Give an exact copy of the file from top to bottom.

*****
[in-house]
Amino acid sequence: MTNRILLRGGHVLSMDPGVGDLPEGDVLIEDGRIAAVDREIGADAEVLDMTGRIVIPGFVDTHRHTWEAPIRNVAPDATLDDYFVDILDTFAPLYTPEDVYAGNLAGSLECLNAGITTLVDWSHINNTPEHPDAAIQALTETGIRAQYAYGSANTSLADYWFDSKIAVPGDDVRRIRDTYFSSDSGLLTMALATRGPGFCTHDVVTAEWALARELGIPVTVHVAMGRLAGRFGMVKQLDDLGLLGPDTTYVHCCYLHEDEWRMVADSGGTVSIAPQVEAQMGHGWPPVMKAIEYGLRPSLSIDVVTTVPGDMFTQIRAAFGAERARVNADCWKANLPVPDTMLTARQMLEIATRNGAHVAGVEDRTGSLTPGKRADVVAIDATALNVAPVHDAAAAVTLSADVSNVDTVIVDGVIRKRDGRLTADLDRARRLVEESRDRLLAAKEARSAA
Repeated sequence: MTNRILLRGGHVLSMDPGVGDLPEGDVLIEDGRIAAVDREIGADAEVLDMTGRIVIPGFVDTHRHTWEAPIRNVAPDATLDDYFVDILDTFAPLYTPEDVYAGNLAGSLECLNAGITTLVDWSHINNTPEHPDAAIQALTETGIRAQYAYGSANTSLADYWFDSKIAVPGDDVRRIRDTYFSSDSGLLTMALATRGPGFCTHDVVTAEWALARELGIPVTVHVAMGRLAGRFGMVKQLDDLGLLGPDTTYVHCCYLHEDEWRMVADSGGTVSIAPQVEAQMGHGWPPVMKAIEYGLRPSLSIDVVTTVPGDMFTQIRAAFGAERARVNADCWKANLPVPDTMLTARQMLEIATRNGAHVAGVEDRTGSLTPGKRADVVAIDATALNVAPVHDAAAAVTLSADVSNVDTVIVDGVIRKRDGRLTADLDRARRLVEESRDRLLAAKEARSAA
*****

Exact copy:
[in-house]
Amino acid sequence: MTNRILLRGGHVLSMDPGVGDLPEGDVLIEDGRIAAVDREIGADAEVLDMTGRIVIPGFVDTHRHTWEAPIRNVAPDATLDDYFVDILDTFAPLYTPEDVYAGNLAGSLECLNAGITTLVDWSHINNTPEHPDAAIQALTETGIRAQYAYGSANTSLADYWFDSKIAVPGDDVRRIRDTYFSSDSGLLTMALATRGPGFCTHDVVTAEWALARELGIPVTVHVAMGRLAGRFGMVKQLDDLGLLGPDTTYVHCCYLHEDEWRMVADSGGTVSIAPQVEAQMGHGWPPVMKAIEYGLRPSLSIDVVTTVPGDMFTQIRAAFGAERARVNADCWKANLPVPDTMLTARQMLEIATRNGAHVAGVEDRTGSLTPGKRADVVAIDATALNVAPVHDAAAAVTLSADVSNVDTVIVDGVIRKRDGRLTADLDRARRLVEESRDRLLAAKEARSAA
Repeated sequence: MTNRILLRGGHVLSMDPGVGDLPEGDVLIEDGRIAAVDREIGADAEVLDMTGRIVIPGFVDTHRHTWEAPIRNVAPDATLDDYFVDILDTFAPLYTPEDVYAGNLAGSLECLNAGITTLVDWSHINNTPEHPDAAIQALTETGIRAQYAYGSANTSLADYWFDSKIAVPGDDVRRIRDTYFSSDSGLLTMALATRGPGFCTHDVVTAEWALARELGIPVTVHVAMGRLAGRFGMVKQLDDLGLLGPDTTYVHCCYLHEDEWRMVADSGGTVSIAPQVEAQMGHGWPPVMKAIEYGLRPSLSIDVVTTVPGDMFTQIRAAFGAERARVNADCWKANLPVPDTMLTARQMLEIATRNGAHVAGVEDRTGSLTPGKRADVVAIDATALNVAPVHDAAAAVTLSADVSNVDTVIVDGVIRKRDGRLTADLDRARRLVEESRDRLLAAKEARSAA